Almost there.

The Suburban dude went back for another Swiss Almond White Chocolate Orange Maple Syrup Organic Kale Espresso and they had to call for him again to get back in his car as we pulled into the dock. He still wasn’t there when the gate opened.

We were the last row to exit because of that dickhead. Sometimes it’s all about the experience.

Then we drove through the city and over to Monroe, WA and this pretty little park by the river. We were very underwhelmed, at first. Another Thousand Trails camp in the woods, with a find-your-own-site policy, and so treed that a satellite dish is useless in most sites. Our first site was one of those. It was on the south side of the campground, the main area. Across the road are two satellite camping areas right alongside the Skykomish River. No trees, except a row of very tall firs lining the roadway. Getting a satellite signal was only possible in the first three sites from the entrance where the dish could find a signal out the vertical hole in the driveway. Alas, in site 92, seventh in from the entrance, no signal. I tried our two broadcast TV antennas. Nothing, not even PBS!

Well, TV in the summer is rather lame anyway. T-Mobile internet wasn’t bad. After a further examination of the park, we decided it is a rather nice park for what it is – a place to camp. Most of these “free” parks in both our networks are similar. They are not designed for full timers. We expect to be able to use all our utilities and satellite dish. The two full hookup sites that were available upon arrival were buried in the trees. They were horribly uneven as well. The sunny sites on the river have no sewer. No sewer, no satellite, no TV at all. The last couple of nights we rented movies. They were pretty decent. But, we didn’t come to Seattle to watch TV.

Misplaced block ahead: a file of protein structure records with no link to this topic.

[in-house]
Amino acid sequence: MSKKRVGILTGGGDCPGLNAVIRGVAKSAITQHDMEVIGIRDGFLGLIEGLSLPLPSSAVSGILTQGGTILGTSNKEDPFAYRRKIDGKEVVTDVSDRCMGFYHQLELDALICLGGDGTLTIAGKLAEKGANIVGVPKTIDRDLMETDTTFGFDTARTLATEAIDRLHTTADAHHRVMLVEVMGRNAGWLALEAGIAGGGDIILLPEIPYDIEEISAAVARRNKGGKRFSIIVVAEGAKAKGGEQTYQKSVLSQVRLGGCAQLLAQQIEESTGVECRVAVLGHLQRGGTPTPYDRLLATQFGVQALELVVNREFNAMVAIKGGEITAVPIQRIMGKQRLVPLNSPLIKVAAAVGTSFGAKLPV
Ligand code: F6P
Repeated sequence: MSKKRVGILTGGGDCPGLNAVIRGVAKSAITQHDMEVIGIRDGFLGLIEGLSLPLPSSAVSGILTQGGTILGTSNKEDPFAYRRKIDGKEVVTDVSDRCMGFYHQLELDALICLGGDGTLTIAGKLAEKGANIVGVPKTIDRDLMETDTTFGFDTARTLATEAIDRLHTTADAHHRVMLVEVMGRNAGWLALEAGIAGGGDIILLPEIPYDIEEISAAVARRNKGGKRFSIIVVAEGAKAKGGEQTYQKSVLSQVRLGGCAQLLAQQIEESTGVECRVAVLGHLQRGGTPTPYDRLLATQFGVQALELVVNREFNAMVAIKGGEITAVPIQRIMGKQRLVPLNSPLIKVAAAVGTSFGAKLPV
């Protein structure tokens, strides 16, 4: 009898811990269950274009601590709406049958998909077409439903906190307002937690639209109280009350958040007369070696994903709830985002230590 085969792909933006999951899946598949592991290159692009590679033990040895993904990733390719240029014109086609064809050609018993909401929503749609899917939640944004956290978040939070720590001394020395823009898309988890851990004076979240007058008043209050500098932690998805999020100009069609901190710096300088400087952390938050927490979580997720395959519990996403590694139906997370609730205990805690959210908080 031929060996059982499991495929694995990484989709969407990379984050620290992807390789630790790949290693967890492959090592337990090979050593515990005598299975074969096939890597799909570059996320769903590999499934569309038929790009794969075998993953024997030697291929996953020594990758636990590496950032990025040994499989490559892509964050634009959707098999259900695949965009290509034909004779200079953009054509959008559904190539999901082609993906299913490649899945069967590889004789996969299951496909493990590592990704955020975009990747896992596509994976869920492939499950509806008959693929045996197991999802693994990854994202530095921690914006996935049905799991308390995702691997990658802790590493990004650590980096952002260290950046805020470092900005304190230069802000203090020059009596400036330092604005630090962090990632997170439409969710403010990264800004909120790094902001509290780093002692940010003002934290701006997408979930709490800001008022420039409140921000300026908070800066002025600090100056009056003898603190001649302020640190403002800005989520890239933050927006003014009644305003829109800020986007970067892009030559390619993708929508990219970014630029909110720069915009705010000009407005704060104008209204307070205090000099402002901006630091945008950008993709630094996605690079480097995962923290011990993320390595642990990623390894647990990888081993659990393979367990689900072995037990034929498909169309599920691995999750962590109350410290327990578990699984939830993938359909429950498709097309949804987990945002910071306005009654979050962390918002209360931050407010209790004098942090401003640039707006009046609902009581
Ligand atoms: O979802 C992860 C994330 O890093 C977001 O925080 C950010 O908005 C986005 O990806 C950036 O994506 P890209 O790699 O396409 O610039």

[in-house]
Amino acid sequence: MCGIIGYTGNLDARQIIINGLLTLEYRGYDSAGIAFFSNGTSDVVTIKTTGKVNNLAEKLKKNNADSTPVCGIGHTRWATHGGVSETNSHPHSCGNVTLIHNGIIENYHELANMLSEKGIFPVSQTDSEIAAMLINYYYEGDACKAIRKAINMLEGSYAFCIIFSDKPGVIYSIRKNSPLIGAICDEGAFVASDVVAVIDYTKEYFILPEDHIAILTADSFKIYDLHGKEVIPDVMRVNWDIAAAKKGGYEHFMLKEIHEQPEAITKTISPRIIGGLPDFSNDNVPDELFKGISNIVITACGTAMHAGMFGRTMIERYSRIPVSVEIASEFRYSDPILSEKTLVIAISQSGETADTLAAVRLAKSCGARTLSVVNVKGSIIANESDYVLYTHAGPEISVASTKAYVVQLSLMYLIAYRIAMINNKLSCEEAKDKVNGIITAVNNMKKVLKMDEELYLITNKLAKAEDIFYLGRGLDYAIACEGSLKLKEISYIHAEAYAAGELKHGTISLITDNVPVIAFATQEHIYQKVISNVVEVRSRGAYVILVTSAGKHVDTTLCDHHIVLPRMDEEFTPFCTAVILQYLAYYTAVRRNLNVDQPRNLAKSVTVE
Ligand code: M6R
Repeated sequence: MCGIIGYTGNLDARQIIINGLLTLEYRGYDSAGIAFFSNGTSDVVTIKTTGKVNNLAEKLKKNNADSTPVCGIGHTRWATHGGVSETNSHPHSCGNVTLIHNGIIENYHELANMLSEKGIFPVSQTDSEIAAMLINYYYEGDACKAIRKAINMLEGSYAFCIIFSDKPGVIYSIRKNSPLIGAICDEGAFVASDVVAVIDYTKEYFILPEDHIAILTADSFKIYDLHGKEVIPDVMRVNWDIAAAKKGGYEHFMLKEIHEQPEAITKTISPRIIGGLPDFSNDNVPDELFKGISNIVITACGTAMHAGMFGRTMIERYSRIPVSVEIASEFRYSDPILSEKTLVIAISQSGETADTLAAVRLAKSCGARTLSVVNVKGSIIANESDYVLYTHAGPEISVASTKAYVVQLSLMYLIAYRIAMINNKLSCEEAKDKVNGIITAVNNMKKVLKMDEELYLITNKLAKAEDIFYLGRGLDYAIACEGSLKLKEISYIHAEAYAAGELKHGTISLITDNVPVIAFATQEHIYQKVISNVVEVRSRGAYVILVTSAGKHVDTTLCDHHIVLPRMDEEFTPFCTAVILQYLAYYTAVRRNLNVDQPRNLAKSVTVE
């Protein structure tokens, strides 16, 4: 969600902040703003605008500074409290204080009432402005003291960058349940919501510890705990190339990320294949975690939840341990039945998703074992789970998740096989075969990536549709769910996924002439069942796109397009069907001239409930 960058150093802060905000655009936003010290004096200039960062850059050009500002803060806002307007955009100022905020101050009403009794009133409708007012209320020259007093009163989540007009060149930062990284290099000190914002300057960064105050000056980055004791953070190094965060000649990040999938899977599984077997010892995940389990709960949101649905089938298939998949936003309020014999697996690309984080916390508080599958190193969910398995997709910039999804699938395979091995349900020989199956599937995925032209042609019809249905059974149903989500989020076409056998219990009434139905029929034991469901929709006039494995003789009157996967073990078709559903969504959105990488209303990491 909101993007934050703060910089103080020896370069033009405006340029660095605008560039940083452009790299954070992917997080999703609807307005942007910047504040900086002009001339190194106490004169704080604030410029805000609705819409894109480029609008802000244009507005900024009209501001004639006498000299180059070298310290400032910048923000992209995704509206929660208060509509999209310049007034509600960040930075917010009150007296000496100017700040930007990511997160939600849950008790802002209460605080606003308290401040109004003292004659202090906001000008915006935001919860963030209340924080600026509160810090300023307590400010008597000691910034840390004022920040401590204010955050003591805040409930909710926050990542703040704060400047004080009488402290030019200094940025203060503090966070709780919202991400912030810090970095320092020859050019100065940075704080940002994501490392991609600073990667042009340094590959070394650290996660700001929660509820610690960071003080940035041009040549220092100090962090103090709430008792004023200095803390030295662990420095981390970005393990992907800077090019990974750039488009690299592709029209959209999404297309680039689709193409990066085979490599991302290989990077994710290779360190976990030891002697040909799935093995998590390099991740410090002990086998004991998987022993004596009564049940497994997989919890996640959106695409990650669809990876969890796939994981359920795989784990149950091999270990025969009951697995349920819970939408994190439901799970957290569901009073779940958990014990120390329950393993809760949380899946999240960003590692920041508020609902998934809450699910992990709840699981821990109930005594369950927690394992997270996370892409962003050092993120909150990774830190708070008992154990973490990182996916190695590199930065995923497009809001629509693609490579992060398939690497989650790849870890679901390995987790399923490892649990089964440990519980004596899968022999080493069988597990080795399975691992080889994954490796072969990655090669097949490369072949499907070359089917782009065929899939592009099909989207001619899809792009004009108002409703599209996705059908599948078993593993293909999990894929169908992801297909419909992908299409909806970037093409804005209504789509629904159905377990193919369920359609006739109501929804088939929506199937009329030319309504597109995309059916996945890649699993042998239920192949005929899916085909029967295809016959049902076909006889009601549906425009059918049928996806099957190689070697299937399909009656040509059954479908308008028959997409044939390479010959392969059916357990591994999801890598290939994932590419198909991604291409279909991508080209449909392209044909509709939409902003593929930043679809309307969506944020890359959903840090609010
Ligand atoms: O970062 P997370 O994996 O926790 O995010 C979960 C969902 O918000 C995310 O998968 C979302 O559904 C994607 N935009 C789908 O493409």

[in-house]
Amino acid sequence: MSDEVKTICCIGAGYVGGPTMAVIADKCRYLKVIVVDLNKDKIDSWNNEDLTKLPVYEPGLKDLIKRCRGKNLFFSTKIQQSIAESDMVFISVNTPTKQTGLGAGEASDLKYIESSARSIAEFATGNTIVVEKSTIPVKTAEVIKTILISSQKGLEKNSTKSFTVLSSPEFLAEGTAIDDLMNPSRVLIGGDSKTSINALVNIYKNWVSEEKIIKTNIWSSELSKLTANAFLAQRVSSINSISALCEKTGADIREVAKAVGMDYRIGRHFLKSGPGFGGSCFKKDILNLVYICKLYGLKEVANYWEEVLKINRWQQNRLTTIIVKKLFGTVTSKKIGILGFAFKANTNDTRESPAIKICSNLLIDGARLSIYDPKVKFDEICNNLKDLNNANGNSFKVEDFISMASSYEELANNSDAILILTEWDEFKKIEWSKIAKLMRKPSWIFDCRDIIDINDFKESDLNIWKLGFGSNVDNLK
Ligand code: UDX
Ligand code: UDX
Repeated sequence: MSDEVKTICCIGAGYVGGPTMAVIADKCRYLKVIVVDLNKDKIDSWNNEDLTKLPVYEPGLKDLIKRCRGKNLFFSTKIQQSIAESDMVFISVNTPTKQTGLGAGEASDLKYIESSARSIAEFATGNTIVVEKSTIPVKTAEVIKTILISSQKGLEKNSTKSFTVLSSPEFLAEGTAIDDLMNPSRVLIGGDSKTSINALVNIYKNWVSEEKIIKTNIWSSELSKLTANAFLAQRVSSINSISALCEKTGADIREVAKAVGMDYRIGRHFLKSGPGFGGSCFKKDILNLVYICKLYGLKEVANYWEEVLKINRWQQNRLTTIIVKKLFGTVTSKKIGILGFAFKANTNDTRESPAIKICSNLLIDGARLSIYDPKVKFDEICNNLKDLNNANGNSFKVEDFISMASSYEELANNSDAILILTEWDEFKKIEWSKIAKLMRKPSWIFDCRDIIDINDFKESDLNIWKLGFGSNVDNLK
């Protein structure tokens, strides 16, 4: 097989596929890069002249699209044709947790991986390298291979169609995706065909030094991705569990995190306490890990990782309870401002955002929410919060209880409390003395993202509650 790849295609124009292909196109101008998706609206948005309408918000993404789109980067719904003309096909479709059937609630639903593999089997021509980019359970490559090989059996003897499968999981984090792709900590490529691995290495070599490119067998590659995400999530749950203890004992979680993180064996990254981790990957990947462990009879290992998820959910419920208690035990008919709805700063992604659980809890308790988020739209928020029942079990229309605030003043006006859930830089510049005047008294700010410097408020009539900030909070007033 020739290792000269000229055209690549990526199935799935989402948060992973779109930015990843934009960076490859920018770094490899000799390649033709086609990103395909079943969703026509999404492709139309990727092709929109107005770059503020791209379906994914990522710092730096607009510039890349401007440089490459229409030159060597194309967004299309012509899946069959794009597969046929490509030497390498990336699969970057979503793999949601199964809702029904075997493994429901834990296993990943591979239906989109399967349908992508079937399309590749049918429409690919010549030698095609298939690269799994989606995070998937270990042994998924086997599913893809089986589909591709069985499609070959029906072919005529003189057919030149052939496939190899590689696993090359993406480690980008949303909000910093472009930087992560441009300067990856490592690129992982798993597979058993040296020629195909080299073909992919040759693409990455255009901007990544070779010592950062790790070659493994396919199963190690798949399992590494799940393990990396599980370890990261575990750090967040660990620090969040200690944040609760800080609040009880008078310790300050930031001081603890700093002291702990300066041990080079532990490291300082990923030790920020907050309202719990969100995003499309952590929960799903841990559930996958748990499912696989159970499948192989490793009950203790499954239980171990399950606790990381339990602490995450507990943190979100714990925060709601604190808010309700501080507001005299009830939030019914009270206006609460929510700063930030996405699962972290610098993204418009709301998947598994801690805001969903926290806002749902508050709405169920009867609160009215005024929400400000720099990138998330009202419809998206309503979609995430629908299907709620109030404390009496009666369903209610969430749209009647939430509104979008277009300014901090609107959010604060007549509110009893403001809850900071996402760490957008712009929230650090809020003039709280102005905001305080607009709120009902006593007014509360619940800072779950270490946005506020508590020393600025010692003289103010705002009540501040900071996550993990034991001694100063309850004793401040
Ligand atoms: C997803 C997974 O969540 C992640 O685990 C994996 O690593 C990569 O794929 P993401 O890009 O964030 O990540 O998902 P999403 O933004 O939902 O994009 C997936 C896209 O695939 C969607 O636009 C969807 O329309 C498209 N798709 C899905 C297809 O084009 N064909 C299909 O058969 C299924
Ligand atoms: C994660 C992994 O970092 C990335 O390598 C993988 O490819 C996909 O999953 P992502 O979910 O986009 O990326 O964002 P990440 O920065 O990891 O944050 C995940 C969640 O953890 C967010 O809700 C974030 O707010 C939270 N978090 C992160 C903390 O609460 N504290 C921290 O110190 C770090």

We came to see the damn Space Needle.

Hey look! A bird picture too. A sea gull. Oh boy. So how much does it cost to go up?

What? That’s with a senior discount? Uh-uh.

So we strolled around that mall area. It was really nice. Cool stuff all around for all ages.

Lots of color, and a little fish-eye warping.

We also passed on the Chihuly exhibit. We’ve seen his stuff in the Scottsdale Desert Botanical Gardens and, of course, throughout The Bellagio on the Vegas strip. It’s been at least five years, maybe more, since we’ve been there, but it had, by far, the nicest, most luxurious sports book on the strip. You could bet $2 a race at any track in America (or any sporting event) and at your semi-private booth with its own TV, tuned to any track (or game) of your choice, in a big, comfy leather chair, be served a Grey Goose martini about every twenty minutes – for a buck tip.

Uh-oh, I’m getting the urge, it’s Saratoga season. For all you who were there eight years ago, thank you for coming. Is that place not fabulous? If you liked that, put Del Mar on your bucket list. For those who have no clue what I’m talking about, eight and a half years ago, when we lived in Colorado, Andrea asked me what I wanted to do for my 60th birthday. I said, “Go to Saratoga”. My birthday is at the end of July, right after the start of the Saratoga (NY) horse racing meet. What started as just us, evolved into a party of about fifty. We rented a tent at the track and had a great weather day. I think a good time was had by all. But, I digress.